Services gear up for fireworks celebrations
ON-THE-SPOT fines of £80 are to be given to people who act dangerously or anti-socially with fireworks, police have warned. And Trading Standards are to visit shops under cover to make sure that fireworks are not being sold to children. Figures show that
ON-THE-SPOT fines of £80 are to be given to people who act dangerously or anti-socially with fireworks, police have warned.
And Trading Standards are to visit shops under cover to make sure that fireworks are not being sold to children.
Figures show that in 2005 there were 990 people injured across Britain through fireworks, including 494 people under 18, and 281 aged 13 or under.
Police have the power to stop and search youngsters they think have fireworks, and are reminding people that fireworks cannot be used between 11pm and 7am, although this is relaxed on November 5.
Deaths from fires are at their lowest nationally since 1958 - but Cambridgeshire Fire and Rescue Service still took time out on Friday to warn of increased dangers during winter.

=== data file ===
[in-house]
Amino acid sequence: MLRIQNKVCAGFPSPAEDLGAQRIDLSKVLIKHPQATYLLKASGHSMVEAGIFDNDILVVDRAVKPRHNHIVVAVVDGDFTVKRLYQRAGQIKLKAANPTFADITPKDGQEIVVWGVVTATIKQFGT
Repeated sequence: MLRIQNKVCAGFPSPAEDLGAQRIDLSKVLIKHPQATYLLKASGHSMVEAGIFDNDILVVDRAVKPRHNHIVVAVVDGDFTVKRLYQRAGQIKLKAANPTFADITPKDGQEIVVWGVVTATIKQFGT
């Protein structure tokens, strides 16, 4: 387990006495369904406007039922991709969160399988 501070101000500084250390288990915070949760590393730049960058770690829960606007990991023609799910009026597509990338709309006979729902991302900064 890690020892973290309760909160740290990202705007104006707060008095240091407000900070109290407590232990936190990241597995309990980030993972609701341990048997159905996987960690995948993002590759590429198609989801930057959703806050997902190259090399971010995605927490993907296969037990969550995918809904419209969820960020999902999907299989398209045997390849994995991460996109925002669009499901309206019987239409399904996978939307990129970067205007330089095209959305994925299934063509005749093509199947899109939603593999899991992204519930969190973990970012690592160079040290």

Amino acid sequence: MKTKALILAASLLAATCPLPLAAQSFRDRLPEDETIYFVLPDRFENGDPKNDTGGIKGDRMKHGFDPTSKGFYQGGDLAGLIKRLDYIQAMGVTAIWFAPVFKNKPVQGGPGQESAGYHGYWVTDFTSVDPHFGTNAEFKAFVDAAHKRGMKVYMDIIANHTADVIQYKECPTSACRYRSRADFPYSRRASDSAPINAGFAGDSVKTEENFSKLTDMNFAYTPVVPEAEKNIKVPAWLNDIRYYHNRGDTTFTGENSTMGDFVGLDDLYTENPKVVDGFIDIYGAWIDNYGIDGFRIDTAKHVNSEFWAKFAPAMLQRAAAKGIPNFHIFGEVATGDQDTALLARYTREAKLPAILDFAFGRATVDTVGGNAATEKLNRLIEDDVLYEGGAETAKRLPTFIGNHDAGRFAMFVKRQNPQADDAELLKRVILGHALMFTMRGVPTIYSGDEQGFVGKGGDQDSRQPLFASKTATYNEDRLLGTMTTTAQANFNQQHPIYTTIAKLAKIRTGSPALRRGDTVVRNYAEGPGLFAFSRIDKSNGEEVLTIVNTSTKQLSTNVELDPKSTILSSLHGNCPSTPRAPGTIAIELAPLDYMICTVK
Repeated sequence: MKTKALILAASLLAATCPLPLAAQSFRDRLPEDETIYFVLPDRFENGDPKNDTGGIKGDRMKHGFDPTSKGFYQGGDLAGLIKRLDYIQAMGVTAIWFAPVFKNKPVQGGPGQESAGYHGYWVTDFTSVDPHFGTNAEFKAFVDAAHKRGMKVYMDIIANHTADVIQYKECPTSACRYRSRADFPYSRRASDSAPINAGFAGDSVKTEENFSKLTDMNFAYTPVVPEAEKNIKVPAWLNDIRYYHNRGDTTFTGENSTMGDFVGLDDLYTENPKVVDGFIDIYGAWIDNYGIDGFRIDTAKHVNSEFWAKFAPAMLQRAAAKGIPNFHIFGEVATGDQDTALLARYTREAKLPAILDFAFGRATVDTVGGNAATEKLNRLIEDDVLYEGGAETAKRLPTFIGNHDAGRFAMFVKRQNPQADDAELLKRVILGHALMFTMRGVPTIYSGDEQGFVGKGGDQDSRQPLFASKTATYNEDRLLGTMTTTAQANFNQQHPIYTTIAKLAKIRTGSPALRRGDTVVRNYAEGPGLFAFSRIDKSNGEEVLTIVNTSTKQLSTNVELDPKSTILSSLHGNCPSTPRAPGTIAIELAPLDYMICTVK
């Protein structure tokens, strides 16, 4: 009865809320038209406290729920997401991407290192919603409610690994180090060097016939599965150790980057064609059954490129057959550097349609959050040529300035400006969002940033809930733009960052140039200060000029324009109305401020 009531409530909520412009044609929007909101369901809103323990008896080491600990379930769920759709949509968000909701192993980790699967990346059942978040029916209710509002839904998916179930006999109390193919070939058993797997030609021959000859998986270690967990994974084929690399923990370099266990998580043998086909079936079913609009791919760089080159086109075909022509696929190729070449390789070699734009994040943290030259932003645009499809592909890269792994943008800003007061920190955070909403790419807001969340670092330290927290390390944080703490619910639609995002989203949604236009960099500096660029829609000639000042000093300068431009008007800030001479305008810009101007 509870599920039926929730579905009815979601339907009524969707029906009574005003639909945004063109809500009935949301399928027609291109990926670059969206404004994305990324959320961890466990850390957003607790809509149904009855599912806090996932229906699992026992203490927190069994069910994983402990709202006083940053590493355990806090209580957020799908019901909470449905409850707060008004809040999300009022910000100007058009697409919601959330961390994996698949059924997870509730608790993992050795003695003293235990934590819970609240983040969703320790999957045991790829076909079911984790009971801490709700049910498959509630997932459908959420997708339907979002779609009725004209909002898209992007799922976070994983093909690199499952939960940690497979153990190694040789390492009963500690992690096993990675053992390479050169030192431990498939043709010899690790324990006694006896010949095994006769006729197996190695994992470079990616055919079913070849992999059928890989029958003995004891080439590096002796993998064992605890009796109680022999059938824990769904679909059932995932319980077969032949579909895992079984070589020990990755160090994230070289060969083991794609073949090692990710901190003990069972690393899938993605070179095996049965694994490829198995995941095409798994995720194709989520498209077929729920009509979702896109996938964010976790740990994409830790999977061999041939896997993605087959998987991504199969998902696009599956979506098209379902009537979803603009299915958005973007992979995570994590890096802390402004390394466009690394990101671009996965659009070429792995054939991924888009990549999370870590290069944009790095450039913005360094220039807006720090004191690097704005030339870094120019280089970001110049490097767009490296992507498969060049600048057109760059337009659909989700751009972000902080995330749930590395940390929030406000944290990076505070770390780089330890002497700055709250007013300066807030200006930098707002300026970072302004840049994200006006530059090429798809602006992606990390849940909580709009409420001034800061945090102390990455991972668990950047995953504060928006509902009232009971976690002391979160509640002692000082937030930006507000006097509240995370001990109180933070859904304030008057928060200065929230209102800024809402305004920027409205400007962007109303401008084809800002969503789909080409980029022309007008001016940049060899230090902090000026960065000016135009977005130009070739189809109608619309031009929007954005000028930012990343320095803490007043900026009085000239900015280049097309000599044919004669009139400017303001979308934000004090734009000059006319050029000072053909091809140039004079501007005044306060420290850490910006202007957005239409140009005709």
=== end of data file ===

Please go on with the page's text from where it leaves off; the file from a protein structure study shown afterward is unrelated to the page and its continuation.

Lawrie Booth, deputy chief fire officer for Cambridgeshire, said: "Firefighters do not want to become unwanted guests at your celebrations."
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- 3 Eight Huntingdon children handed anti-social behaviour interventions
- 4 A1 set for night-time and weekend closures until August
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Cambridgeshire hit the headlines in 2005 after Trading Standards discovered that Godmanchester businessman Nigel Kroll had stored more than two tonnes of fireworks under straw in an old barn.
Kroll was ordered to pay nearly £15,000 in fines and legal costs after admitting three offences under the Explosives Act of 1875 and one of storing fireworks illegally.